The ability to solve problems is at the hart of mathematics. Mathematics is only ‘useful’
to the extent to which it can be applied to a particular situation and it is the ability
to apply mathematics to a variety of situations to which we give the name “problem
solving”.(Cockcroft1982)Teaching mathematics is one of the more important tasks of
education and upbringing of children with and without special needs. Teaching and
learning mathematics is the base for solving and applying mathematical problems.Mathematics
classroom should emphasize the exchange of ideas, between two or more persons [teacher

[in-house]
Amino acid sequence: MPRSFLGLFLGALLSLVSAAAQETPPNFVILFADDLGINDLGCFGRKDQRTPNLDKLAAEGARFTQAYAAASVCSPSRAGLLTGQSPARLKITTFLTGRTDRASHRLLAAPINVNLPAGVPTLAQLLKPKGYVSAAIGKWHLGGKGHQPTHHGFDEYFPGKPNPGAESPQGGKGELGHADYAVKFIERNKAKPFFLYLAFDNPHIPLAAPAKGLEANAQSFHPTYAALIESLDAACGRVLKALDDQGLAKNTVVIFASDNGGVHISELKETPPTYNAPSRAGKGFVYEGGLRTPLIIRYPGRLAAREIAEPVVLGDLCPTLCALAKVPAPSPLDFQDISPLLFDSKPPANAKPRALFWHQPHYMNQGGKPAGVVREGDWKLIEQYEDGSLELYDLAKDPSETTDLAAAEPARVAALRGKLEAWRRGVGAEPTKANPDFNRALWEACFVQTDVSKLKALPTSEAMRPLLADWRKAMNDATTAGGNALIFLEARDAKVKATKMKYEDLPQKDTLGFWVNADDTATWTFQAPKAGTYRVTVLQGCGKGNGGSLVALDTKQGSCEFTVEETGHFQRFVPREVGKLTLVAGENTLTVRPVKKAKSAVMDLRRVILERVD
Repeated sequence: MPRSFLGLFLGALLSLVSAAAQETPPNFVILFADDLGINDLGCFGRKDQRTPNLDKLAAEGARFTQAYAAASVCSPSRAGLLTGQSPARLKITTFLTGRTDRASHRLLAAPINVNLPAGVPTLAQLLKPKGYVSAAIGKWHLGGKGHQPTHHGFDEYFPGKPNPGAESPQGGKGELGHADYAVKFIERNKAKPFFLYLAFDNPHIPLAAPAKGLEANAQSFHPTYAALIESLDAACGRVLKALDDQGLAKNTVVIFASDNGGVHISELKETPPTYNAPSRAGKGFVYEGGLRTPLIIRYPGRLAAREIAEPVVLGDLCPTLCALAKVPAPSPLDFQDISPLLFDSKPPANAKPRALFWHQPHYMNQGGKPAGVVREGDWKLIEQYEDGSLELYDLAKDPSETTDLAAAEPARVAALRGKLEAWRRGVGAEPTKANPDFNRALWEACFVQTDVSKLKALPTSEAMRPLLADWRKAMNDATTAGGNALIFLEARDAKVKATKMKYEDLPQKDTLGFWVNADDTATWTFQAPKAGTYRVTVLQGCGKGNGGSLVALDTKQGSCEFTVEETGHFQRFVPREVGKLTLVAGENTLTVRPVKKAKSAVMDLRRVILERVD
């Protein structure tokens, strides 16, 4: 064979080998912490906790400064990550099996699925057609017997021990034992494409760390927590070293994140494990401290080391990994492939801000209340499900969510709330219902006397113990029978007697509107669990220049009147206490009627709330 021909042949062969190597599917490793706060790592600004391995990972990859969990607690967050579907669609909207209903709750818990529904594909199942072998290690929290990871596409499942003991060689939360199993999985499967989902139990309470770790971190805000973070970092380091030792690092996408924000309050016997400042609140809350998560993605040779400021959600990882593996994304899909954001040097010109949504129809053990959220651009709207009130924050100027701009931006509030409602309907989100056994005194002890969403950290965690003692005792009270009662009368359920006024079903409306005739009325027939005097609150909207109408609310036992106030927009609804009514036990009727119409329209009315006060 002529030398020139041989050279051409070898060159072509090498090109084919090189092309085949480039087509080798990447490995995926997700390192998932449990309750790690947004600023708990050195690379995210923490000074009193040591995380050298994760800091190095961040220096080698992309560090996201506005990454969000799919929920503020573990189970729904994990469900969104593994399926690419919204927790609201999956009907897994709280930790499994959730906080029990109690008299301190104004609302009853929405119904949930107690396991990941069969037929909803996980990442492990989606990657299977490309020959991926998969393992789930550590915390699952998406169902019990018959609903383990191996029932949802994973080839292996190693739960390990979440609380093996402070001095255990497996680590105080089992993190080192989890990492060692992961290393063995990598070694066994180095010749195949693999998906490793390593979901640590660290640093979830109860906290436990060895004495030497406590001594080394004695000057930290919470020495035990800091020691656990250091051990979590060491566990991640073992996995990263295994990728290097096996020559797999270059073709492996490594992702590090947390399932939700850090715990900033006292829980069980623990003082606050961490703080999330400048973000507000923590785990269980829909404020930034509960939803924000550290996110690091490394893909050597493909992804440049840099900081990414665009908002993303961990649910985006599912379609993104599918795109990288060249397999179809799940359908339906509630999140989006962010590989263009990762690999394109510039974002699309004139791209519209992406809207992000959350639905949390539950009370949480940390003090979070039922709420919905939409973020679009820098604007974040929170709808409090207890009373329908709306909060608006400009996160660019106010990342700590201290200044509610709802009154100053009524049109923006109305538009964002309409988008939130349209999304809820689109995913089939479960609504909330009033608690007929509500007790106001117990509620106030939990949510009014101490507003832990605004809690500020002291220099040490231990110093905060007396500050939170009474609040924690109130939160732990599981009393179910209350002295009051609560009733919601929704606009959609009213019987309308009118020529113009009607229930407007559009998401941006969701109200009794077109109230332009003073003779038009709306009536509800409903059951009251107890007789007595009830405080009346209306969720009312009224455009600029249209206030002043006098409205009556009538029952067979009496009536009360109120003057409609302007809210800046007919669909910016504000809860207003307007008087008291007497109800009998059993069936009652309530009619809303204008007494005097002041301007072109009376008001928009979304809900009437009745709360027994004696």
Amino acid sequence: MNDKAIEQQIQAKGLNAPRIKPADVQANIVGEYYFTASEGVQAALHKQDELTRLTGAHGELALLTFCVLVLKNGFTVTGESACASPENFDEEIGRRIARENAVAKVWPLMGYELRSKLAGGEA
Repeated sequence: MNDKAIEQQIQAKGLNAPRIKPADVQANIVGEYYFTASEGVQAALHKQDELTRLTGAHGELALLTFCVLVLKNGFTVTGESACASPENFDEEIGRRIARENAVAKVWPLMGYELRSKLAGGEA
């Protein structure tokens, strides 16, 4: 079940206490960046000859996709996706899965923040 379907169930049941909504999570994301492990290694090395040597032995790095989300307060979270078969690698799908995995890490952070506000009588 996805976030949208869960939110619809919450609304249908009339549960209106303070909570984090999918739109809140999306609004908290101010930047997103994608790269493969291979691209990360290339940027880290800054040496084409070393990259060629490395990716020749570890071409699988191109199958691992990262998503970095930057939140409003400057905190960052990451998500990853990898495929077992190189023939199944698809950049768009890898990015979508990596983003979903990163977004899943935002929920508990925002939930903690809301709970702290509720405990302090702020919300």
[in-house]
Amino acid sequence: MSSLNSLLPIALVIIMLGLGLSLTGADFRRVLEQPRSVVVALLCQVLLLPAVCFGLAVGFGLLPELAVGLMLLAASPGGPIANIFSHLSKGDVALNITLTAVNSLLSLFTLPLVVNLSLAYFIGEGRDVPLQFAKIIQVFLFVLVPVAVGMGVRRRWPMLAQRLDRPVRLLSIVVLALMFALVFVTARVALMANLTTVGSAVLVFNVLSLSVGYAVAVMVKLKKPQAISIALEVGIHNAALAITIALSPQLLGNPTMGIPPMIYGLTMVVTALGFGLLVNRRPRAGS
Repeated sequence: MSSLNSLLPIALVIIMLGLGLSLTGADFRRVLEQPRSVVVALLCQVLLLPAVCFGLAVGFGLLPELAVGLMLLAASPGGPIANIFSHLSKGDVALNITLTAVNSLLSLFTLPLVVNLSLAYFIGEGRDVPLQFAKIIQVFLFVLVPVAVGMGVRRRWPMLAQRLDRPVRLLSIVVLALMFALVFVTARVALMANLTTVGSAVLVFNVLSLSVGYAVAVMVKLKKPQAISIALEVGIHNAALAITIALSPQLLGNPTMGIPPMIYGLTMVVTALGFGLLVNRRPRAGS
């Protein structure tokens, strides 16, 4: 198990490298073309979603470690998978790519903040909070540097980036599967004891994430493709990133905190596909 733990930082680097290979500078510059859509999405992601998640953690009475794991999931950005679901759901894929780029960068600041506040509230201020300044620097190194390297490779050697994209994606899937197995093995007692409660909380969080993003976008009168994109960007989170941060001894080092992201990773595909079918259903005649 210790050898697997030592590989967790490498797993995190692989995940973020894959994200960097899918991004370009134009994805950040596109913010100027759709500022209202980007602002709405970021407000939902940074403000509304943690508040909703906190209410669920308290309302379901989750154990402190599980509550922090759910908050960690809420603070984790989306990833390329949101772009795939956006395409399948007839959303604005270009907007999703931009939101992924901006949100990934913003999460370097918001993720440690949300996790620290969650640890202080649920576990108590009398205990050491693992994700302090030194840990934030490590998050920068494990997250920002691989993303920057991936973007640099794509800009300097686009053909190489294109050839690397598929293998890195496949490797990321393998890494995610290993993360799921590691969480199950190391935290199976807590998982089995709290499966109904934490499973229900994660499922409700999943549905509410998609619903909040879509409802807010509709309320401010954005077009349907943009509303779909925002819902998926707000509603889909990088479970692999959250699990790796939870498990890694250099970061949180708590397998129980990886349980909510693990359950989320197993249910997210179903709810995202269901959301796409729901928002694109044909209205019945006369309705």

and pupil, pupil and pupil, pupil and textbook author (in absentia)] and the use of
mutual control mechanisms which can provide opportunities for verification and demonstration.
Teaching and learning mathematics are complex processes which teachers and pupils
assume to have a direct relationship, one to the other. Each pupil is an individual
with his/her own unique personality. Pupils acquire knowledge, skills, and attitudes
at different times, at different rates and in different ways, mainly because their
levels of readiness and ways of responding are different. All the children in the
classroom need to use their different experiences in constructing their ideas.